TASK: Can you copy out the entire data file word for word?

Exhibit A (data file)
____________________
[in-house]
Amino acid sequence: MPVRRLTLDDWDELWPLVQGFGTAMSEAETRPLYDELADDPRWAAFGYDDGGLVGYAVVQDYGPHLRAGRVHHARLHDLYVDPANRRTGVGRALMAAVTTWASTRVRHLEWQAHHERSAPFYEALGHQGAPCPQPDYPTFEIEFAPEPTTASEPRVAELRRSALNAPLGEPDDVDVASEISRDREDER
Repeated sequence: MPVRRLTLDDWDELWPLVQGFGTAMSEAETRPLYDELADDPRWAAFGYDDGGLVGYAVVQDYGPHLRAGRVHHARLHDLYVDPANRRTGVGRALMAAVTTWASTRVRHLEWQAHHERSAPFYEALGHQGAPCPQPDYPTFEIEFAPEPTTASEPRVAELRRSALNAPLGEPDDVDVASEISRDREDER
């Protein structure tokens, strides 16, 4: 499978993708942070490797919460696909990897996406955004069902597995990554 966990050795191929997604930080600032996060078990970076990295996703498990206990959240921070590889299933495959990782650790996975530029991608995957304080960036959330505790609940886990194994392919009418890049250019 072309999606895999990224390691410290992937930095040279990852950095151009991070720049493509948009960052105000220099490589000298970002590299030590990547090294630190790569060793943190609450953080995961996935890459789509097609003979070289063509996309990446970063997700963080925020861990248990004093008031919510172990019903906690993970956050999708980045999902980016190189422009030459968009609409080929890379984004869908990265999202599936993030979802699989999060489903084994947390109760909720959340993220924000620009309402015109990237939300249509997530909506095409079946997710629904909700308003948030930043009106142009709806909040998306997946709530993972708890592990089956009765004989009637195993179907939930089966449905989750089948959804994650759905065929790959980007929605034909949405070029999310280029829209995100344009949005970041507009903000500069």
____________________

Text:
[in-house]
Amino acid sequence: MPVRRLTLDDWDELWPLVQGFGTAMSEAETRPLYDELADDPRWAAFGYDDGGLVGYAVVQDYGPHLRAGRVHHARLHDLYVDPANRRTGVGRALMAAVTTWASTRVRHLEWQAHHERSAPFYEALGHQGAPCPQPDYPTFEIEFAPEPTTASEPRVAELRRSALNAPLGEPDDVDVASEISRDREDER
Repeated sequence: MPVRRLTLDDWDELWPLVQGFGTAMSEAETRPLYDELADDPRWAAFGYDDGGLVGYAVVQDYGPHLRAGRVHHARLHDLYVDPANRRTGVGRALMAAVTTWASTRVRHLEWQAHHERSAPFYEALGHQGAPCPQPDYPTFEIEFAPEPTTASEPRVAELRRSALNAPLGEPDDVDVASEISRDREDER
């Protein structure tokens, strides 16, 4: 499978993708942070490797919460696909990897996406955004069902597995990554 966990050795191929997604930080600032996060078990970076990295996703498990206990959240921070590889299933495959990782650790996975530029991608995957304080960036959330505790609940886990194994392919009418890049250019 072309999606895999990224390691410290992937930095040279990852950095151009991070720049493509948009960052105000220099490589000298970002590299030590990547090294630190790569060793943190609450953080995961996935890459789509097609003979070289063509996309990446970063997700963080925020861990248990004093008031919510172990019903906690993970956050999708980045999902980016190189422009030459968009609409080929890379984004869908990265999202599936993030979802699989999060489903084994947390109760909720959340993220924000620009309402015109990237939300249509997530909506095409079946997710629904909700308003948030930043009106142009709806909040998306997946709530993972708890592990089956009765004989009637195993179907939930089966449905989750089948959804994650759905065929790959980007929605034909949405070029999310280029829209995100344009949005970041507009903000500069």